Accepted Paper:

The case of Scanzano, Italy: when policy provokes resistance  
Dorothy Louise Zinn (Free University of Bozen-Bolzano)

Paper short abstract:

This paper examines the November 2003 revolt in response to a government decree creating a nuclear waste dump in the township of Scanzano Jonico (southern Italy). The analysis of the case of Scanzano seeks to offer some reflections with regard to movements that similarly resist policy.

Paper long abstract:

In November 2003, a revolt which shook a wide segment of Southern Italy took place in response to a government decree providing for the creation of a consolidated national nuclear waste dump in the township of Scanzano Jonico. The revolt - ultimately successful in its stated goal of getting the name of Scanzano removed from the decree - was hailed for its striking civility and for cutting through all lines of difference in drawing together the population against the national government, so much so that it has subsequently been invoked as a "model" for many other protests (especially, but not only, regarding environmental issues), including the ongoing movement against the creation of a high-speed railway through the Val di Susa in Piedmont.

This paper examines the contrast between the government's policy and the local resistance, which was not only able to defeat the government discourse on its own terms, but also counter it on other discursive levels. The Council of Ministers argued in favour of the decree in terms of the "common good", "progress" and "national security"; it marshalled a series of "expert" scientific documents to this end, depicting the locals as particularistic "NIMBYs" (not-in-my-backyarders), irrational and uninformed in their "emotional" reaction to the decree. The local reaction in turn offered its own "expert" documents and rational-instrumental calculations to refute the government's claims. Crucially - as Vike (1997) has pointed out in his discussion of the "moral economy" of resistance - locals were able to stand on higher moral ground by recasting the definition of "common good" and critiquing the government in terms of democratic procedure, which the government had violated on several counts in promulgating the decree. Resistance was most poignantly expressed through roadblocks and demonstrations and bolstered through on-line and paper petitions and postcards to the Prime Minister, all aimed at pushing the government to remove the name of Scanzano from the decree. Additionally, a series of counter-policy moves were effected on the local, regional and interregional levels, such as the adoption of impromptu laws "de-nuclearizing" the territory and the promotion of an alternative plan for utilizing the land of the planned nuclear waste dump site.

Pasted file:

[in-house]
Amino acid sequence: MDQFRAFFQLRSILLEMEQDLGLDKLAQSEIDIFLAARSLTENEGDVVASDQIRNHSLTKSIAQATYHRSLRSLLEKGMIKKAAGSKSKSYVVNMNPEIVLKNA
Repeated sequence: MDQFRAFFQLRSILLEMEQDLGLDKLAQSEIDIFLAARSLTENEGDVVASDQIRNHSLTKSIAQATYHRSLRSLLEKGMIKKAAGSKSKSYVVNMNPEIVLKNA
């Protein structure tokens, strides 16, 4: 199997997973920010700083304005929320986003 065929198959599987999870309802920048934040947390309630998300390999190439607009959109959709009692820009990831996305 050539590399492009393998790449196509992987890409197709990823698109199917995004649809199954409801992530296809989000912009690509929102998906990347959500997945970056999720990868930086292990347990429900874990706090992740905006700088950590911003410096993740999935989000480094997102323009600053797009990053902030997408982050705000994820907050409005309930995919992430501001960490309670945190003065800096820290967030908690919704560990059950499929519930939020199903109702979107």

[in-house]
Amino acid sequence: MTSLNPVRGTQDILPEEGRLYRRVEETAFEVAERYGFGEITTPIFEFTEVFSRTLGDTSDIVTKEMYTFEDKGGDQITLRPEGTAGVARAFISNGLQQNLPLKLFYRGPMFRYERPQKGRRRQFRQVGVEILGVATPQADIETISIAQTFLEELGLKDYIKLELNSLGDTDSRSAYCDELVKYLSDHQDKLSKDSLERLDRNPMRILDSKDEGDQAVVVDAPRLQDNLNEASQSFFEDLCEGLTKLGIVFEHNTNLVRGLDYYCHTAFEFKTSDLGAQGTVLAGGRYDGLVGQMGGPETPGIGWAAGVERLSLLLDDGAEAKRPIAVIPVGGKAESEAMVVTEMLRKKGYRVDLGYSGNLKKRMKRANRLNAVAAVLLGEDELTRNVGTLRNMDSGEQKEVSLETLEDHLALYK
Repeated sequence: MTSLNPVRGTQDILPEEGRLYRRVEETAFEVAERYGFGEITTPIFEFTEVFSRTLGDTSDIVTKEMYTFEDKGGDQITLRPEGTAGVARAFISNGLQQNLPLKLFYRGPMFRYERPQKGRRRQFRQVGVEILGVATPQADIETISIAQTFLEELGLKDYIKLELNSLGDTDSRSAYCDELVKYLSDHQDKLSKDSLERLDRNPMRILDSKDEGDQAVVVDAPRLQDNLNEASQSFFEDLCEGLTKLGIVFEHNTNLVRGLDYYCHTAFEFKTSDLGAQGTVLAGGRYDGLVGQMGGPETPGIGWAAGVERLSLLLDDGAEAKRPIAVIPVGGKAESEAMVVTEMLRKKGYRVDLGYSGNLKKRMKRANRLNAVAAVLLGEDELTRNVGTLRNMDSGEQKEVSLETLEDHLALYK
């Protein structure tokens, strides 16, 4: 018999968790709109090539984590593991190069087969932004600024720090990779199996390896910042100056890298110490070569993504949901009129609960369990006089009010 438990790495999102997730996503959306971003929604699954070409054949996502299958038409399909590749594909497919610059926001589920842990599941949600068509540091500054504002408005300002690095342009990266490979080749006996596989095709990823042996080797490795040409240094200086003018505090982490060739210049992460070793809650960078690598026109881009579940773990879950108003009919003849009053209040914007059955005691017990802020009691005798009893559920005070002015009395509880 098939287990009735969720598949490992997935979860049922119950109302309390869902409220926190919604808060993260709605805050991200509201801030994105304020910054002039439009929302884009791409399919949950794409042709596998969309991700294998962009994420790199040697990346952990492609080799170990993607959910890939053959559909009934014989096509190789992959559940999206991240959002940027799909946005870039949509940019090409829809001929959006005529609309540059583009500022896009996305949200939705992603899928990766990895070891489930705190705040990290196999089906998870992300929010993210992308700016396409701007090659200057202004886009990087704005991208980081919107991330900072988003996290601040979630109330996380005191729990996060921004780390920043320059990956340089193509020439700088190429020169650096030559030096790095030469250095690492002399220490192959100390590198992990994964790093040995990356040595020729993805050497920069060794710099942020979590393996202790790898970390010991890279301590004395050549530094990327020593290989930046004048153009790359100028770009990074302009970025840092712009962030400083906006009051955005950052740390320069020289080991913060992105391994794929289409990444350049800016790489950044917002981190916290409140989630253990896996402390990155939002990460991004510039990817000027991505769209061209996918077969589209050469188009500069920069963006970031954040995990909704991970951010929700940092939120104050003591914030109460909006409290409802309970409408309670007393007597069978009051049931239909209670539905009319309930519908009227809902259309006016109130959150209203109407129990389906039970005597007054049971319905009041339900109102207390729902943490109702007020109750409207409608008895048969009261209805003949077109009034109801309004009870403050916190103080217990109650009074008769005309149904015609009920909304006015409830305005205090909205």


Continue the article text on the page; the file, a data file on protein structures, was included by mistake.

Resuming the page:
Based on the Author's participation (more than participant-observation) in the revolt, as well as various media sources, this paper will attempt to reflect upon what lessons Scanzano might offer with regard to movements which similarly resist policy.

Panel W009
Policy worlds